# Finding Jordan normal form when $(A-\lambda I)$ is singular and nilpotent

I'm having trouble finding generalised eigenvectors of the following matrix:

$$A= \begin{bmatrix} 7 &1 \\ -4 &3 \end{bmatrix}$$ This matrix has a double eigenvalue $\lambda=5$, with one corresponding eigenvector $\vec{v_1}=\left[\matrix{-1\\2}\right]$. Now if I try to use the Jordan technique, I get: $$(A-\lambda I)^2\vec{v_2}=\begin{bmatrix} 2 &1 \\ -4 &-2 \end{bmatrix}^2\vec{v_2}=\vec{0}$$ but since $$\begin{bmatrix} 2 &1 \\ -4 &-2 \end{bmatrix}^2=0$$ this doesn't get me very far. Now I also tried $$(A-\lambda I)\vec{v_2}=\begin{bmatrix} 2 &1 \\ -4 &-2 \end{bmatrix}\vec{v_2}=\vec{v_1}$$ But again, since $\begin{bmatrix} 2 &1 \\ -4 &-2 \end{bmatrix}$ is singular, this doesn't get me anywhere either.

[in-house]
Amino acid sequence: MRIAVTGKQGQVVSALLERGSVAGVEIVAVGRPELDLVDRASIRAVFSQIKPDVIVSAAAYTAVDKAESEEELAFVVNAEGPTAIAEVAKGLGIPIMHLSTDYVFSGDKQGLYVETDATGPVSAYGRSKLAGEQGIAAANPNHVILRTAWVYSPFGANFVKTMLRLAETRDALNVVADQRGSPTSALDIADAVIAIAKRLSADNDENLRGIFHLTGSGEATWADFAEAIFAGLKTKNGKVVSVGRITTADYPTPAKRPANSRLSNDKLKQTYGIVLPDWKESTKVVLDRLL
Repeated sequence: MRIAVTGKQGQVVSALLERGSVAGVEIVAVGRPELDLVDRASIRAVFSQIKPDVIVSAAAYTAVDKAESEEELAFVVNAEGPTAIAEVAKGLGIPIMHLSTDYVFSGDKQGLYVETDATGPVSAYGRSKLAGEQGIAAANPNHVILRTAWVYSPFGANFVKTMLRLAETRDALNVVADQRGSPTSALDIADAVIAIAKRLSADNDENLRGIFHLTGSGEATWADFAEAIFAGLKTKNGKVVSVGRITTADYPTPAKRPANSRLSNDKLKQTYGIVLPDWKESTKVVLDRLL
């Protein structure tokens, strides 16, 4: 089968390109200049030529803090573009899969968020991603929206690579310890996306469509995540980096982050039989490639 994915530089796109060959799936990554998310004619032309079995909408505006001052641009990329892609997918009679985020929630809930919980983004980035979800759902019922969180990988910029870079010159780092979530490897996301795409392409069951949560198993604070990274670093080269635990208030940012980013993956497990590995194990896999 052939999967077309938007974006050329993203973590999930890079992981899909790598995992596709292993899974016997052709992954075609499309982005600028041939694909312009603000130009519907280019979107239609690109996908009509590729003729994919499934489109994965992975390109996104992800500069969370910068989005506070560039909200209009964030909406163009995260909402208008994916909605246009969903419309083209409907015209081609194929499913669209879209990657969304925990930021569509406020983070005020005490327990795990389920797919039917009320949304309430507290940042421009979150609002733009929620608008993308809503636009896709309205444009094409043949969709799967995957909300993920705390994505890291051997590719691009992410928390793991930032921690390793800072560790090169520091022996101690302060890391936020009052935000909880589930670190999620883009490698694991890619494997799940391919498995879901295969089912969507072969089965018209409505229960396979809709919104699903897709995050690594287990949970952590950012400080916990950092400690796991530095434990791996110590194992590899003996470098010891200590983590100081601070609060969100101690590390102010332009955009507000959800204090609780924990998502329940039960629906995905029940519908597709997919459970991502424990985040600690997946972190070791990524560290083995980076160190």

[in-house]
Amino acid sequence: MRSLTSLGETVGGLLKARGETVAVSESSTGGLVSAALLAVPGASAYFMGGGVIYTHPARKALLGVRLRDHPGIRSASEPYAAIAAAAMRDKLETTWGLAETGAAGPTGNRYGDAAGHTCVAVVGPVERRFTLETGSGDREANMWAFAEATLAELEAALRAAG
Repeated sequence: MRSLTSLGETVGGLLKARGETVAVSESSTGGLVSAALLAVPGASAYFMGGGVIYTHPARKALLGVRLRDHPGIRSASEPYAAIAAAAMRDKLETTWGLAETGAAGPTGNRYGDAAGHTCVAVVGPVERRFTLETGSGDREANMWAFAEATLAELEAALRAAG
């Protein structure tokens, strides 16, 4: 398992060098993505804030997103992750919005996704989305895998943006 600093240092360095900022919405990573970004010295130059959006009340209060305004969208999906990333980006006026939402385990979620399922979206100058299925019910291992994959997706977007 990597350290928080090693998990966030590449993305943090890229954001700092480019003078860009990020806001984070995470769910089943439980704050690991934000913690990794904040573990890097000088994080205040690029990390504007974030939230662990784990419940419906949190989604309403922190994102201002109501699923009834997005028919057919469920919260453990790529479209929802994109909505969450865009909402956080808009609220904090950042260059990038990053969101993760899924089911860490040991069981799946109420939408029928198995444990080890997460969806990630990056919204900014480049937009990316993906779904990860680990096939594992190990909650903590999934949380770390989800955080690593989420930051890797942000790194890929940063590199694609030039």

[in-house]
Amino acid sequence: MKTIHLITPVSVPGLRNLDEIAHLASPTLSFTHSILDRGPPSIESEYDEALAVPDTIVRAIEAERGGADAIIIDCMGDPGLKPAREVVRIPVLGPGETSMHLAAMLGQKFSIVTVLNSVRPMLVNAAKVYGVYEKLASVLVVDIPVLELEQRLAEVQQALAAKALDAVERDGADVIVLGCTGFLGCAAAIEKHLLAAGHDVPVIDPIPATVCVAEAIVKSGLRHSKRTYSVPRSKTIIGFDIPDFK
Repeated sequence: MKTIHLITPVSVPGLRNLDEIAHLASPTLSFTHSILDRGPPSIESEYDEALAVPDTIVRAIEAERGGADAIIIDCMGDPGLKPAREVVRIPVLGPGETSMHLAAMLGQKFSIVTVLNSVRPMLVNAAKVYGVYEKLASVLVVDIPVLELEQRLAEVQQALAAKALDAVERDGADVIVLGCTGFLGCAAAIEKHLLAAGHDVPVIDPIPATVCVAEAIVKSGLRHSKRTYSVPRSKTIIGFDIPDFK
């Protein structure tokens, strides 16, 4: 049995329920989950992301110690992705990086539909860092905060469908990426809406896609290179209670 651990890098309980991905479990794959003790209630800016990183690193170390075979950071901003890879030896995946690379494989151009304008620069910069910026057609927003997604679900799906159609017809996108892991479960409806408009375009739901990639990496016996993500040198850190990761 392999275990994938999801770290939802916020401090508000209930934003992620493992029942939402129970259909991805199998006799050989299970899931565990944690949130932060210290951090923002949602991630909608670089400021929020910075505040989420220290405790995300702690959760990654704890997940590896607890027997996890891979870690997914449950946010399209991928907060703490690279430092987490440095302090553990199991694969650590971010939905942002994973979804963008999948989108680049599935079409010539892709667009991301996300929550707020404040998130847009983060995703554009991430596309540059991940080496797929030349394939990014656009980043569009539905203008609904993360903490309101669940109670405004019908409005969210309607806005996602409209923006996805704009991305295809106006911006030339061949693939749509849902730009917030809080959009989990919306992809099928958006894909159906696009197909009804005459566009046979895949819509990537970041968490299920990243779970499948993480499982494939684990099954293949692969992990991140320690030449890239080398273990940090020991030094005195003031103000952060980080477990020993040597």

Now how do I proceed in finding the Jordan normal form of $A$?

• Has double eigenvalue corresponding to the eigenvector. Commented Nov 8, 2015 at 8:24

As you get $(A-\lambda I)^2=0$, the equation $$0\cdot \vec v_2=0$$ has lots of solutions to pick - you can take any vector you like. Then to set $\vec v_1=(A-\lambda A)\vec v_2$ and you are done.
In your second attempt: there is a solution, namely, $$\vec v_2=\left[\matrix{0\\-1}\right]$$ even if the matrix is singular.